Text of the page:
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Year End  Like most ranch wives, our job descriptions change daily depending on the priorities and agenda. Simply put, many of us fall between two categories this time of year: “a Mom who does the books” or “the Chief Financial Officer of a diversified livestock operation.” As I looked at my desk and the year-end financials, I realized this CFO was also managing laundry, cooking a crew meal and relaying information between my husband and accountant! That is the joy of being a ranch wife. . .you never have to find something to do!blog-5

We are thankful for our blessings of the past year and look forward with hope. Welcome 2015!

~ Julie

Categories: Blogging, Idaho Cattlewomen, Lifestyle, Ranch kids, Ranch Life

Bedtime Stories

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This really is a mess of books, but I choose to affectionately call it our special bedtime story spot.

One of the most special things I cherish with my 2 1/2 year old daughter is reading bedtime stories. I often think she will grow tired of it and refuse, but each night she has a lighted expression when I ask if she is ready to read books. Heck, if I can get away with it I may read her bed time stories until she graduates! We all know that is just a mom dreaming, but I will drag this shenanigan out as long as she will allow it. Our routine goes as follows: we march into her room, kick the cat out of the chair, she picks two or six books from an overflowing pile, then she chooses the order in which we read them. About a month ago she let ME pick out books, which of course are either approved or thrown out anyway, but I sure felt special! Finally, with Mesa on my lap, we fill the next 15-20 minutes with lovely stories. We have many favorite books but I have grouped a few that I am sure have passed the million times read milestone.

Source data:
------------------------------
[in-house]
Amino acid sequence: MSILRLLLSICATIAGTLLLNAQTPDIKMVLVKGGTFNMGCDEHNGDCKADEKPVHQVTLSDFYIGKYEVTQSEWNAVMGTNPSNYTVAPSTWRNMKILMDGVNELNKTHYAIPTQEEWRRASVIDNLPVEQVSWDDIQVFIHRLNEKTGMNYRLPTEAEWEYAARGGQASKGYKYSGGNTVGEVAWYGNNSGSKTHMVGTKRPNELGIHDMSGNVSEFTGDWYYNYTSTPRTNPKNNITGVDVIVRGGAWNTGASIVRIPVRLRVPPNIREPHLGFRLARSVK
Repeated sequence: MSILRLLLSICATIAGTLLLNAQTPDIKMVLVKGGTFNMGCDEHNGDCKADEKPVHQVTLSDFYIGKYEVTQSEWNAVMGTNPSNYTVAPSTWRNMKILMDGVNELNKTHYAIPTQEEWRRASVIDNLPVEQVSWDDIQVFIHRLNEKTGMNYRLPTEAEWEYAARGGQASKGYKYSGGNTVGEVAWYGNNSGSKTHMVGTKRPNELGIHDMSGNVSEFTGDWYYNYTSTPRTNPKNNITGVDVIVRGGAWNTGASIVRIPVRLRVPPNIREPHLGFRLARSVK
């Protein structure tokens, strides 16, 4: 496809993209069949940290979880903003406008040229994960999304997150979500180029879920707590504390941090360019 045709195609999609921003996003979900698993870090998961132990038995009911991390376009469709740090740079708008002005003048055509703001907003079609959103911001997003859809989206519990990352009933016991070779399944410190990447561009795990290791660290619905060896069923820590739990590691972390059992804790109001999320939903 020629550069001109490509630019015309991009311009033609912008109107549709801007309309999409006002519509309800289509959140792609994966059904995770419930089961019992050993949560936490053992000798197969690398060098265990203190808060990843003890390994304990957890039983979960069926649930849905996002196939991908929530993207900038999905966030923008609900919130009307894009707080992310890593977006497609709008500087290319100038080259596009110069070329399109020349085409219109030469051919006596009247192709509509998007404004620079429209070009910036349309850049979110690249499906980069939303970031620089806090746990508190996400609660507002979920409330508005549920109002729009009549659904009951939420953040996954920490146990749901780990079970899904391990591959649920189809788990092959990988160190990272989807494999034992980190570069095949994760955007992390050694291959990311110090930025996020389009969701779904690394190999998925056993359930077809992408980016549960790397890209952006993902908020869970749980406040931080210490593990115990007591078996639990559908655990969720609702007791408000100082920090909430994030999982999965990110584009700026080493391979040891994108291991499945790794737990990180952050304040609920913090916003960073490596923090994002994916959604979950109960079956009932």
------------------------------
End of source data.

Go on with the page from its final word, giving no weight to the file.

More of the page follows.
The neat thing about books is they all have a story besides the one that is written on their pages. Second hand books are especially my favorite. Many of Mesa’s have inscriptions on the inside cover that are addressed to friends or family, hand-me-downs from generations. There are even a few that have scribbles from when I was her age. One of her favorites (which I may have influenced) that is not pictured is The Giving Tree by Shel Silverstein. Who doesn’t love that book?!

These are just two that Santa will bring this year. I might have went a little crazy with ordering Mesa new books this Christmas. Eeeek! Its just so much fun!

“Once there was a tree…… And she loved little boy. And every day the boy would come
And he would gather her leaves And make them into crowns and play king of the forest.
He would climb up her trunk And swing from her branches And when he was tired, he
would sleep in her shade. And the boy loved the tree…..Very much,
And the tree was happy.”

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She is “reading” Clifford the Big Red Dog, to herself. Anything to delay bedtime!

Now, sometimes there are circumstances that force a book to be removed from the pile of options. My own mother warned me about this, when she told me she almost had to hide One fish, Two fish, Red fish Blue fish from me as a child. That darn Fox in Sox book may just get the boot.